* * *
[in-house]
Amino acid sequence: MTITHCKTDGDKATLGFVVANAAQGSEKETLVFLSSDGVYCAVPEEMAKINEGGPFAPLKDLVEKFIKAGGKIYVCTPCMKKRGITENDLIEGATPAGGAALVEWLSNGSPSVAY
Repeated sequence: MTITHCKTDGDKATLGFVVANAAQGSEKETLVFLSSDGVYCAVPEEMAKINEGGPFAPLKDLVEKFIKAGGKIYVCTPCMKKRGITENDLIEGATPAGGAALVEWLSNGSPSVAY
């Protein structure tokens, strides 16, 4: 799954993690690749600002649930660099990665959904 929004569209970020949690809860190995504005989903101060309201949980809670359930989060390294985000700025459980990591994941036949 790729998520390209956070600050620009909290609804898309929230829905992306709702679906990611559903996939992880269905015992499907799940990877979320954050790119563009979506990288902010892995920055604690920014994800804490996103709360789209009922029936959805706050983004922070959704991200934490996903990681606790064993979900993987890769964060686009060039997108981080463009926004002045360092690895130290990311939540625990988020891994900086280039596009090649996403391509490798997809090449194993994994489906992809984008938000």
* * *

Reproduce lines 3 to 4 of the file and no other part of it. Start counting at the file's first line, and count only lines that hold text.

Repeated sequence: MTITHCKTDGDKATLGFVVANAAQGSEKETLVFLSSDGVYCAVPEEMAKINEGGPFAPLKDLVEKFIKAGGKIYVCTPCMKKRGITENDLIEGATPAGGAALVEWLSNGSPSVAY
């Protein structure tokens, strides 16, 4: 799954993690690749600002649930660099990665959904 929004569209970020949690809860190995504005989903101060309201949980809670359930989060390294985000700025459980990591994941036949 790729998520390209956070600050620009909290609804898309929230829905992306709702679906990611559903996939992880269905015992499907799940990877979320954050790119563009979506990288902010892995920055604690920014994800804490996103709360789209009922029936959805706050983004922070959704991200934490996903990681606790064993979900993987890769964060686009060039997108981080463009926004002045360092690895130290990311939540625990988020891994900086280039596009090649996403391509490798997809090449194993994994489906992809984008938000």